Ecuador (May - June)

The University of Toronto will offer one course in Ecuador, worth one full-year credit. The course has limited space and is contingent on adequate enrolment. Students will be in classes or on field trips every day, including weekends, except for travel days and some (minimal) free time during the program. Where possible, students will be involved in group research projects. 

ENV395Y0 Special Topics Field Course: Ecology and Conservation in the Amazon, Andes and Cloud Forest

This course examines fundamental concepts in ecology, evolution, biodiversity, geology and conservation biology through lectures and fieldwork in the highland, montane, and tropical ecosystems in Ecuador. The complex relations between these environments and the people who depend on them will also be examined through analysis of the social, cultural, and economic transformations that have taken place in recent years. Suitable for all School of the Environment programs.

Prerequisites: none
Recommended preparation: ENV200H1 or equivalent, BIO120H or equivalent

2023 Final Course Outline 



Christoph Richter is an Associate Professor, Teaching Stream, in the Department of Biology at University of Toronto Mississauga, where he teaches courses on biodiversity, ecology, marine mammal biology and the historical and ecological impacts of the Columbian exchange. Working on a M.Sc. at Memorial University of Newfoundland, and a PhD at Otago University in New Zealand, his research focused on the influence of human activities on the behaviour of cetaceans. Currently, he is involved in research on the ecology of urban coyotes with Dr. Havelka, students’ perceptions of plagiarism, and the long-term impacts of team-teaching. He has taught field courses in the Bay of Fundy, Gulf of Maine, and Ecuador, and has been a study leader on cruises to the Arctic, Haida Gwaii and the Antarctic.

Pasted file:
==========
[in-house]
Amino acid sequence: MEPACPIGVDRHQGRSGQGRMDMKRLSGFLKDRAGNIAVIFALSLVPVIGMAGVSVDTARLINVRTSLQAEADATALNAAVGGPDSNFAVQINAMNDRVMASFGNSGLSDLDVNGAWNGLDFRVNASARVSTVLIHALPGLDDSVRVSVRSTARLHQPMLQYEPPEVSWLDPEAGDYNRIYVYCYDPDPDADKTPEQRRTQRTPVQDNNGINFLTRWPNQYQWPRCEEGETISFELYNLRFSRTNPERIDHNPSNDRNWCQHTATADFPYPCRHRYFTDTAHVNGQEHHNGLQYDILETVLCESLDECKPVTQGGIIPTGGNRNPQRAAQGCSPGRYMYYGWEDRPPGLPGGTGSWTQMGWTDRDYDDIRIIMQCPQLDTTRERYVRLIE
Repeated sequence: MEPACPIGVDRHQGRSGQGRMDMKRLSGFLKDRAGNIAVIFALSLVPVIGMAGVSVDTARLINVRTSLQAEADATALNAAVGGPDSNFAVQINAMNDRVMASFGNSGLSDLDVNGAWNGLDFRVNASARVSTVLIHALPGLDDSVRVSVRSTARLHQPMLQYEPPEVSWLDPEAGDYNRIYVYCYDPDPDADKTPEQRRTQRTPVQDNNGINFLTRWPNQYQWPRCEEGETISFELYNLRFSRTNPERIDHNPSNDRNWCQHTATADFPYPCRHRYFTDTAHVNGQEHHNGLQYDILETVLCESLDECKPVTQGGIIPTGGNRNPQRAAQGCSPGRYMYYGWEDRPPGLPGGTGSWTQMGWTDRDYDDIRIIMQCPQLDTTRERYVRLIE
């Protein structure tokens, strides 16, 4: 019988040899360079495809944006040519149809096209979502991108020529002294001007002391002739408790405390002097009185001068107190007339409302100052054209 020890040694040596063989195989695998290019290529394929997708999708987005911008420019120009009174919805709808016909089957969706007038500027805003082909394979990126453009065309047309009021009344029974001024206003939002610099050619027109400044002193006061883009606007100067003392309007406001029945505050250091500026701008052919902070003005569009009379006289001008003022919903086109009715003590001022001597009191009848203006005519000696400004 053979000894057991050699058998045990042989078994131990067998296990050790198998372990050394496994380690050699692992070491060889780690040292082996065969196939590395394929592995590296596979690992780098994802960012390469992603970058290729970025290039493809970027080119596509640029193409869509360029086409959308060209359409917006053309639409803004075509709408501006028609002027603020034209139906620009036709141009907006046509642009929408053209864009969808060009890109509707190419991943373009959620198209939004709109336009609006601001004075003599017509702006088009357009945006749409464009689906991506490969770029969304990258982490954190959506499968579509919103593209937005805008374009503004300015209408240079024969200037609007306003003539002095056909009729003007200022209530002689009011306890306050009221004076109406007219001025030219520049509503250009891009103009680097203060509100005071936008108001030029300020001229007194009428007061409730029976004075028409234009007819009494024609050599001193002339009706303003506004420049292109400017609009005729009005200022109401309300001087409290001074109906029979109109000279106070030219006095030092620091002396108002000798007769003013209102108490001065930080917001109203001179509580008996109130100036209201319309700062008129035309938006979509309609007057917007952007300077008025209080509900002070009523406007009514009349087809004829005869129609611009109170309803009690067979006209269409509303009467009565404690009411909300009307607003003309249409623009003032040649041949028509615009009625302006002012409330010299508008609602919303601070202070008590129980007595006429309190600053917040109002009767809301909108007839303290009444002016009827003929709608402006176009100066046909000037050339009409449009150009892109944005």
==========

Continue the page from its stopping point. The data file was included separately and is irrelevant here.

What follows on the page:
Monika Havelka is an Associate Professor, Teaching Stream and Director of the Programs in Environment in the Department of Geography, Geomatics & Environment at UTM.  She teaches courses in environmental science, experimental design, and restoration ecology. Her research interests include studies with Prof Richter on pollinator networks in Galapagos, on the behaviour and ecology of urban coyotes, and the use of benthic invertebrates in biomonitoring of urban stream quality.  She has taught the field course in Ecuador several times since 2012.